What is a hookless rim?
Normally, there is a hook on the rim of a wheel to fit a tire.
Rim hooks are designed to hook the bead of the tire to prevent the tire from coming off the rim. In the past, clincher and tubeless wheels usually had rim hooks.
With the spread of tubeless tires in the past few years, hookless rims have appeared. As the name implies, these rims have no hooks, and the tire contact surface of the rim is vertical.
Standards for hookless rims (TSS)
Hookless rims have a common standard to hold tires securely without hooks. The hookless standard is specified in ETRTO, the European standard for tires and rims.
The ETRTO standard for wheel rims consists of the following three elements
- rim diameter size
- tubeless or tubeless
- whether it is hookless
The rim diameter size is the ETRTO size, which is 622mm for a 700C wheel and 584mm for a 650B wheel, and the inner width of the rim is added to this size. For example, “622x23” means a 700C wheel with a rim inner width of 23mm.
Next, for tubeless rims, a normal rim with hooks is denoted by TC (Tubeless Crochet) and a hookless rim is denoted by TSS (Tubeless Straight Side). For example, 622-23-TSS means that the rim is tubeless and hookless.
In most cases, hookless wheels have the TSS designation on the wheel rim or on the manufacturer’s specifications, so you can tell if the wheel is based on the ETRTO hookless standard by the presence or absence of TSS.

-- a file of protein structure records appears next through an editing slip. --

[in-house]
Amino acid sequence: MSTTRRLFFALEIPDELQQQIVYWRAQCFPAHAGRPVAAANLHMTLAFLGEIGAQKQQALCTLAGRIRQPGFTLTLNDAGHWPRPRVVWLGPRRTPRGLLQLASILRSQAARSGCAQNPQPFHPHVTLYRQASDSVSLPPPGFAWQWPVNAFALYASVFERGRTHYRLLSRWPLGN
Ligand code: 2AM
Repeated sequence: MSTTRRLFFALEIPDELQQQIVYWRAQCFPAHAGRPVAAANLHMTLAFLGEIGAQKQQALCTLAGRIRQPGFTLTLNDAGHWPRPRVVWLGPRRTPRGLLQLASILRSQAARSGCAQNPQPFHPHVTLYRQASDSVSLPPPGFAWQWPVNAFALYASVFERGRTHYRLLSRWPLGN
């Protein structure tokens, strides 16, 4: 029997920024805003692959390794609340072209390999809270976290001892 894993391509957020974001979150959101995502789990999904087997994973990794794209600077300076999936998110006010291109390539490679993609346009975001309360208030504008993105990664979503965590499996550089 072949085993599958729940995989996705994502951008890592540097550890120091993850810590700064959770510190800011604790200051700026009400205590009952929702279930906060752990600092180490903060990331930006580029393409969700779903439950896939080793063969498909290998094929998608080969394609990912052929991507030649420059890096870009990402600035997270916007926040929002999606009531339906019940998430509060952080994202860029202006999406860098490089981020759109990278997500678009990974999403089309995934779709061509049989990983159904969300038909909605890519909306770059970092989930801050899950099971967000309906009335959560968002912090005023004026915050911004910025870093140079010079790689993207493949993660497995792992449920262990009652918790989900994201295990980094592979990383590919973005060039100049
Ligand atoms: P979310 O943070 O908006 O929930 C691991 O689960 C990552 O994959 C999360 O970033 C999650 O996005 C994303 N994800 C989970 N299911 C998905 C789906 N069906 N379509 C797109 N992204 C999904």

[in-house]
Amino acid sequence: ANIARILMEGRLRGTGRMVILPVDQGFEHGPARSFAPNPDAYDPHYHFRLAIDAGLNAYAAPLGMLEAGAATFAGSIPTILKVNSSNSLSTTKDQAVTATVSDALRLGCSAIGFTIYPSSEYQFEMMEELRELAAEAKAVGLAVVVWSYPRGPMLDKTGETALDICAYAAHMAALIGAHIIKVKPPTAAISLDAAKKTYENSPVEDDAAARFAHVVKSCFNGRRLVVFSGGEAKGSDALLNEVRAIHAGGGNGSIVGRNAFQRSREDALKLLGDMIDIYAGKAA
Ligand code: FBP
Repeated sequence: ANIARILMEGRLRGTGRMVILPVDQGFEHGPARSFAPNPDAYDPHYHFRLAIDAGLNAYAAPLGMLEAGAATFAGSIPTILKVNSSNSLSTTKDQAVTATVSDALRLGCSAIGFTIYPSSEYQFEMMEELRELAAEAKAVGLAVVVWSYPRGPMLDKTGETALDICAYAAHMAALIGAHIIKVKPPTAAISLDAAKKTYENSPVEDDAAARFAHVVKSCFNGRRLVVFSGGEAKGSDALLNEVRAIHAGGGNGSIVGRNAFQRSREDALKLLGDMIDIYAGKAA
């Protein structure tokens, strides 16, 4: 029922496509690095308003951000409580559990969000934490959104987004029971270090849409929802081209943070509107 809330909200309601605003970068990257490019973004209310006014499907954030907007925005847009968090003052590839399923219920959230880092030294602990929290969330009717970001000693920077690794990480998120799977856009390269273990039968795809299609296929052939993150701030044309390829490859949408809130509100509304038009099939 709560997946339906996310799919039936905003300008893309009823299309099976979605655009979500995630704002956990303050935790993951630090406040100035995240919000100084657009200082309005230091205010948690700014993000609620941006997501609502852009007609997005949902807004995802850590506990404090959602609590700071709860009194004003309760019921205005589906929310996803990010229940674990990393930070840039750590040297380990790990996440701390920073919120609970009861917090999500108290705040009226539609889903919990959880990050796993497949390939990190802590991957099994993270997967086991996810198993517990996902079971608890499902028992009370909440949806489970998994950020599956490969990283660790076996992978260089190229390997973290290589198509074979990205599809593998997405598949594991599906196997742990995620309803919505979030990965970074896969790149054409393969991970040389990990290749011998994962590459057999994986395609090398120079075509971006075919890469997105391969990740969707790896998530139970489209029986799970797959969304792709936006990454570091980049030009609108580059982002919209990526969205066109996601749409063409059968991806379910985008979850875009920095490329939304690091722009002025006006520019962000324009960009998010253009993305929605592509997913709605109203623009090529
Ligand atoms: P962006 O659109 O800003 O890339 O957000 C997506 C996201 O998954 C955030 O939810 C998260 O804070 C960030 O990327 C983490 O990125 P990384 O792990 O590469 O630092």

Not all manufacturers indicate the tubeless rim standard, and some older tubeless wheels may not have TC on the rim, but if there is no clear indication of TSS, you can basically assume that it is a hook rim.
Advantages of hookless rims
There are two main types of merits of hookless rims: “merits of the wheel itself” and “merits of the tire to be mounted.
Advantages on the wheel side
- lower price
- weight reduction
First, since hooks are not inserted into the rim, the manufacturing process of the rim is simplified and the price is reduced. Especially in the case of carbon wheels, the manufacturing process seems to be much simpler than that of carbon wheels with rim brakes, if they are hook-less with disc brakes.
Also, of course, the weight is reduced by the amount of hooks. However, this is only for disc wheels. For rim wheels, the price is higher because the rim surface needs to be processed for thermal protection.
Advantages on the side of the tire to be mounted
Next, there are also advantages on the tire side.
- Increased adhesion between the tubeless tire and rim
- Increased air volume
- Increased inner width of the rim reduces tire deformation and increases rigidity
In the case of tubeless tires, the degree of adhesion between the tire and the rim determines how well the tire can hold air. If there is a hook, the contact point for trapping air is the narrow hook, which reduces the degree of adhesion.
Therefore, tubeless tires sometimes “leak air even when sealant is injected,” but the hookless design reduces air leakage because the tire is in close contact with the rim wall.